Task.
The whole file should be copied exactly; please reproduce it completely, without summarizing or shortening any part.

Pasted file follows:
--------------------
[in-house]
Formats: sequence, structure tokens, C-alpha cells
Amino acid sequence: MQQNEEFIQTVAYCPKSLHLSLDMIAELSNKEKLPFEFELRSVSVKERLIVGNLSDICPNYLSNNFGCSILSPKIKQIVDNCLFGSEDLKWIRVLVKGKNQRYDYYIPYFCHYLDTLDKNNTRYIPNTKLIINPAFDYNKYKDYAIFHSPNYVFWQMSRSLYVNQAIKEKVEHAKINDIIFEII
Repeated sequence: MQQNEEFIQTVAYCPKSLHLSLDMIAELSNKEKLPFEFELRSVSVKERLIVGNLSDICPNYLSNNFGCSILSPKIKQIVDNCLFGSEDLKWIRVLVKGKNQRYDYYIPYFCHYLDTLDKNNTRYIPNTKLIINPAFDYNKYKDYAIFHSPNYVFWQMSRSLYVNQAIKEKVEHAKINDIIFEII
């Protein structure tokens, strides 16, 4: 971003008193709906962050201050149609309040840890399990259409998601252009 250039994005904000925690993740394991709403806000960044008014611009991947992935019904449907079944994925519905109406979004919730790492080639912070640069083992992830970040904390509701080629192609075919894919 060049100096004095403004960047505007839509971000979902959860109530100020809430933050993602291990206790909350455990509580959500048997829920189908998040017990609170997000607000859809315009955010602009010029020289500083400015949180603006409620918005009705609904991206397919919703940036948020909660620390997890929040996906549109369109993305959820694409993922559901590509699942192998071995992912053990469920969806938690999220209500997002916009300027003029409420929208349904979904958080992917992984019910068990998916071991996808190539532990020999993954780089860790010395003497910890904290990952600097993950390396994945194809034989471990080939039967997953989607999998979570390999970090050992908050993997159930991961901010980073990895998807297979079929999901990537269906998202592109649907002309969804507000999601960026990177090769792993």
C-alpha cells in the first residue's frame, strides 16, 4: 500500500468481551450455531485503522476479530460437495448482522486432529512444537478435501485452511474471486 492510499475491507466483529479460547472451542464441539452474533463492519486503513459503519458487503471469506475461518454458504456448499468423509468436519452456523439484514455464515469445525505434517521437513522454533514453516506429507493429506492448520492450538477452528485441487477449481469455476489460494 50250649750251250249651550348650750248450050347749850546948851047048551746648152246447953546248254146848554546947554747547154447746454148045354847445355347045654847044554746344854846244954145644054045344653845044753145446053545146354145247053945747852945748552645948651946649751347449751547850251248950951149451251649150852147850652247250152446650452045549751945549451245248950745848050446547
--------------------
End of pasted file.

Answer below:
[in-house]
Formats: sequence, structure tokens, C-alpha cells
Amino acid sequence: MQQNEEFIQTVAYCPKSLHLSLDMIAELSNKEKLPFEFELRSVSVKERLIVGNLSDICPNYLSNNFGCSILSPKIKQIVDNCLFGSEDLKWIRVLVKGKNQRYDYYIPYFCHYLDTLDKNNTRYIPNTKLIINPAFDYNKYKDYAIFHSPNYVFWQMSRSLYVNQAIKEKVEHAKINDIIFEII
Repeated sequence: MQQNEEFIQTVAYCPKSLHLSLDMIAELSNKEKLPFEFELRSVSVKERLIVGNLSDICPNYLSNNFGCSILSPKIKQIVDNCLFGSEDLKWIRVLVKGKNQRYDYYIPYFCHYLDTLDKNNTRYIPNTKLIINPAFDYNKYKDYAIFHSPNYVFWQMSRSLYVNQAIKEKVEHAKINDIIFEII
């Protein structure tokens, strides 16, 4: 971003008193709906962050201050149609309040840890399990259409998601252009 250039994005904000925690993740394991709403806000960044008014611009991947992935019904449907079944994925519905109406979004919730790492080639912070640069083992992830970040904390509701080629192609075919894919 060049100096004095403004960047505007839509971000979902959860109530100020809430933050993602291990206790909350455990509580959500048997829920189908998040017990609170997000607000859809315009955010602009010029020289500083400015949180603006409620918005009705609904991206397919919703940036948020909660620390997890929040996906549109369109993305959820694409993922559901590509699942192998071995992912053990469920969806938690999220209500997002916009300027003029409420929208349904979904958080992917992984019910068990998916071991996808190539532990020999993954780089860790010395003497910890904290990952600097993950390396994945194809034989471990080939039967997953989607999998979570390999970090050992908050993997159930991961901010980073990895998807297979079929999901990537269906998202592109649907002309969804507000999601960026990177090769792993």
C-alpha cells in the first residue's frame, strides 16, 4: 500500500468481551450455531485503522476479530460437495448482522486432529512444537478435501485452511474471486 492510499475491507466483529479460547472451542464441539452474533463492519486503513459503519458487503471469506475461518454458504456448499468423509468436519452456523439484514455464515469445525505434517521437513522454533514453516506429507493429506492448520492450538477452528485441487477449481469455476489460494 50250649750251250249651550348650750248450050347749850546948851047048551746648152246447953546248254146848554546947554747547154447746454148045354847445355347045654847044554746344854846244954145644054045344653845044753145446053545146354145247053945747852945748552645948651946649751347449751547850251248950951149451251649150852147850652247250152446650452045549751945549451245248950745848050446547